LUCIAN FREUD (1922-2011)
LUCIAN FREUD (1922-2011)
LUCIAN FREUD (1922-2011)
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PROPERTY OF A DISTINGUISHED PRIVATE COLLECTOR
LUCIAN FREUD (1922-2011)

Raid on a Village

细节
LUCIAN FREUD (1922-2011)
Raid on a Village
oil, ink and graphite on board
16 x 12in. (40.6 x 30.5cm.)
Executed circa 1940
来源
Lucy Harwood, London (acquired directly from the artist in 1942).
Her sale, Sotheby’s London, 30 March 1983, lot 231.
Private Collection, UK.
Acquired from the above by the present owner circa 2000.
出版
M. Gayford, Lucian Freud, London 2018, pp. 44 and 322 (illustrated in colour, p. 54; titled ‘Air Battle Over a Village’ and dated ‘circa 1939’).
M. Gayford, Lucian Freud, London 2022, pp. 44 and 607 (illustrated in colour, p. 54; titled ‘Air Battle Over a Village’ and dated ‘circa 1939’).
D. Dawson and M. Gayford, Love Lucian. The Letters of Lucian Freud 1939-1954, London 2022 (illustrated in colour, p. 60; titled ‘Air Battle Over a Village’ and dated '1939').
展览
London, The Leicester Galleries, New Year Exhibition. Modern French Pictures and Contemporary English Art, 1942, p. 8, no. 86.
Benton End, The Ixion Society, details untraced (titled 'Town & Skyscape' and dated '1941').

荣誉呈献

Claudia Schürch
Claudia Schürch Senior Specialist, Head of Evening Sale

拍品专文

The following catalogue essay has been prepared with reference to the work’s entry in the upcoming Lucian Freud catalogue raisonné written by Toby Treves. Christie’s follows his dating of the work to circa 1940. We are grateful to Toby Treves and Catherine Lampert for their generous assistance in the cataloguing of this lot.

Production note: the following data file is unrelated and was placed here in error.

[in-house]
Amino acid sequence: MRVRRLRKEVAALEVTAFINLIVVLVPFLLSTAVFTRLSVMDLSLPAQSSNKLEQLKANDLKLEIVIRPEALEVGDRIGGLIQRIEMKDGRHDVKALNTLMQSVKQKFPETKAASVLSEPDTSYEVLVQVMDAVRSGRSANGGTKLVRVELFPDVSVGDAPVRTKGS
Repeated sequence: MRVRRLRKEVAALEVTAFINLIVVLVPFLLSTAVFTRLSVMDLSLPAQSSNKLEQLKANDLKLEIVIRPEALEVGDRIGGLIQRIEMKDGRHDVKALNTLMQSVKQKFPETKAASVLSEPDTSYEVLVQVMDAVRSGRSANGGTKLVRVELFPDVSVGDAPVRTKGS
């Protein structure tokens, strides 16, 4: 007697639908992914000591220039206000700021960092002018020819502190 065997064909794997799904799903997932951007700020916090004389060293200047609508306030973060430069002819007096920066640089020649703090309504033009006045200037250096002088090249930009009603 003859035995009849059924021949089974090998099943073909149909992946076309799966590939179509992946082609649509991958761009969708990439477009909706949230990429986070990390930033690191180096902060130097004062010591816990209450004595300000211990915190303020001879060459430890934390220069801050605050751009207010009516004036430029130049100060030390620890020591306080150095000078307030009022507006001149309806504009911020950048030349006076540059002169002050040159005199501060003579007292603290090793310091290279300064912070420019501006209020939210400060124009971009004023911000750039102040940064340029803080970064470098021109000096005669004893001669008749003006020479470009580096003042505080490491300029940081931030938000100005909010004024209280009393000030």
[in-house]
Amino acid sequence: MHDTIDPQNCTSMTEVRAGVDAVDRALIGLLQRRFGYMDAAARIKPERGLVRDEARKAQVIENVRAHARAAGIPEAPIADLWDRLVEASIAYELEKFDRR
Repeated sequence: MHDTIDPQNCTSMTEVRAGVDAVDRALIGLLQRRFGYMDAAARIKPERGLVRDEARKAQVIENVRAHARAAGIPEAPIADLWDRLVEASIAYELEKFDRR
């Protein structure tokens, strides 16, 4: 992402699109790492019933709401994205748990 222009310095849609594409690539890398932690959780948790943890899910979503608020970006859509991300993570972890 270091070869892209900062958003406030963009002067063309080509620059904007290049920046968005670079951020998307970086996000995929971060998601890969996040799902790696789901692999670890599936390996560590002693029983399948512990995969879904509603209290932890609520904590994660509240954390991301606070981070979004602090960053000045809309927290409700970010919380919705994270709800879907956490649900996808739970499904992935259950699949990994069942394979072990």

*
Raid on a Village (circa 1940) is a rare early work by Lucian Freud that captures the young artist’s experience of the Second World War. It likely dates from 1940, when Freud was aged seventeen. Bombs fell that summer on Hadleigh, the Suffolk town where he was staying, and in September destroyed the church in the nearby village of Little Horkesley: by that time, the Blitz on London had begun. Freud’s picture shows an RAF plane firing on a Luftwaffe bomber above a picturesque village. The bomber, the church and other buildings are ablaze. A yellow bomb hangs in the sky next to the crescent moon. Working in oil, ink and pencil on board, Freud conjures a rich range of tone and texture. Turbulent brushstrokes scour the sky, etched with fine lines of stars and gunfire. Soft blooms of colour tint the variegated buildings below, and convey the flames issuing from the rooftops. Tiles and brickwork are outlined in delicate ink: so too are tiny figures, including a horse rider, a cyclist, and worried faces peering out of windows. In vertiginous perspective, the village gives way to a horizon of rolling fields dotted with minuscule sheep and hedgerows. Originally purchased in 1942 by the artist Lucy Harwood, a fellow student of Freud’s at the East Anglian School of Painting and Drawing, the work was later included in an exhibition held there by the Ixion Society, the gallery of the school’s founder Cedric Morris.

Freud was born in Berlin in 1922, and emigrated to London with his family in 1933. After stints at several different schools, he heard in early 1939 about the East Anglian School, which had recently opened in Dedham. Run by the painter-horticulturalist Morris and his partner Arthur Lett-Haines, the school aimed ‘to foster individual talent unbeholden to imperatives of style’ (S. Smee, Lucian Freud: Drawings 1940, exh. cat. Matthew Marks Gallery, New York 2003, p. 5). Freud enrolled in the summer of that year, and found its unorthodox curriculum to his liking. After spending the winter of 1939-1940 in a remote Welsh village with his friend David Kentish—later joined by the poet Stephen Spender—he returned to Dedham for the start of the spring term, soon after which the school established its new location at Benton End in Hadleigh a few miles away. In a letter to his mother that summer, he wrote of ‘terrible explosions that shook the whole street’ (L. Freud, quoted in D. Dawson and M. Gayford, eds., Love Lucian: The Letters of Lucian Freud 1939-1954, London 2022, p. 73).